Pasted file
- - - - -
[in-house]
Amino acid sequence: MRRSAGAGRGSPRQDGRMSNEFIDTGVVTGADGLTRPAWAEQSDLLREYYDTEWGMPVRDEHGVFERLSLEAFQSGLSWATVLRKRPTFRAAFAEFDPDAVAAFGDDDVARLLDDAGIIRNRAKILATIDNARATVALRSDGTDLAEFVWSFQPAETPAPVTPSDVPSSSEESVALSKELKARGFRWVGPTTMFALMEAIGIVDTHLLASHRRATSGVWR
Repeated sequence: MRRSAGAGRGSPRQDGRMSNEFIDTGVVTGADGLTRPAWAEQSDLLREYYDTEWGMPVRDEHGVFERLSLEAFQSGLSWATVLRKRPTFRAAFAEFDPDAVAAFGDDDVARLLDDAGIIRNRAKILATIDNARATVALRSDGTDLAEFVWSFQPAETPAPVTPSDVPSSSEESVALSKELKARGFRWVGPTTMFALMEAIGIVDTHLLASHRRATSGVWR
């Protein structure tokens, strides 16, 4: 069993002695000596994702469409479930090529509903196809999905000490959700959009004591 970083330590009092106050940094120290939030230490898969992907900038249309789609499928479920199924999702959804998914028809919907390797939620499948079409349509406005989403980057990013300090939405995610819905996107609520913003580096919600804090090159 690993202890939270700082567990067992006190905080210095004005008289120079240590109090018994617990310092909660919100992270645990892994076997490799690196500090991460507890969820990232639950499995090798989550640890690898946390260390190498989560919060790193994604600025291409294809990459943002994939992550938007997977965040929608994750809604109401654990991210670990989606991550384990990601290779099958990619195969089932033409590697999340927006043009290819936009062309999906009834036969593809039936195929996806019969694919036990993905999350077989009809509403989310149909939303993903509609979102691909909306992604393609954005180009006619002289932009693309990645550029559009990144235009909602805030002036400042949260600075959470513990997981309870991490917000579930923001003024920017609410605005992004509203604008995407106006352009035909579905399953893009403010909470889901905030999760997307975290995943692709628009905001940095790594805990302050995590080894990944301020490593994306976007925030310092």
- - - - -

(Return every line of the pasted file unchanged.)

[in-house]
Amino acid sequence: MRRSAGAGRGSPRQDGRMSNEFIDTGVVTGADGLTRPAWAEQSDLLREYYDTEWGMPVRDEHGVFERLSLEAFQSGLSWATVLRKRPTFRAAFAEFDPDAVAAFGDDDVARLLDDAGIIRNRAKILATIDNARATVALRSDGTDLAEFVWSFQPAETPAPVTPSDVPSSSEESVALSKELKARGFRWVGPTTMFALMEAIGIVDTHLLASHRRATSGVWR
Repeated sequence: MRRSAGAGRGSPRQDGRMSNEFIDTGVVTGADGLTRPAWAEQSDLLREYYDTEWGMPVRDEHGVFERLSLEAFQSGLSWATVLRKRPTFRAAFAEFDPDAVAAFGDDDVARLLDDAGIIRNRAKILATIDNARATVALRSDGTDLAEFVWSFQPAETPAPVTPSDVPSSSEESVALSKELKARGFRWVGPTTMFALMEAIGIVDTHLLASHRRATSGVWR
């Protein structure tokens, strides 16, 4: 069993002695000596994702469409479930090529509903196809999905000490959700959009004591 970083330590009092106050940094120290939030230490898969992907900038249309789609499928479920199924999702959804998914028809919907390797939620499948079409349509406005989403980057990013300090939405995610819905996107609520913003580096919600804090090159 690993202890939270700082567990067992006190905080210095004005008289120079240590109090018994617990310092909660919100992270645990892994076997490799690196500090991460507890969820990232639950499995090798989550640890690898946390260390190498989560919060790193994604600025291409294809990459943002994939992550938007997977965040929608994750809604109401654990991210670990989606991550384990990601290779099958990619195969089932033409590697999340927006043009290819936009062309999906009834036969593809039936195929996806019969694919036990993905999350077989009809509403989310149909939303993903509609979102691909909306992604393609954005180009006619002289932009693309990645550029559009990144235009909602805030002036400042949260600075959470513990997981309870991490917000579930923001003024920017609410605005992004509203604008995407106006352009035909579905399953893009403010909470889901905030999760997307975290995943692709628009905001940095790594805990302050995590080894990944301020490593994306976007925030310092």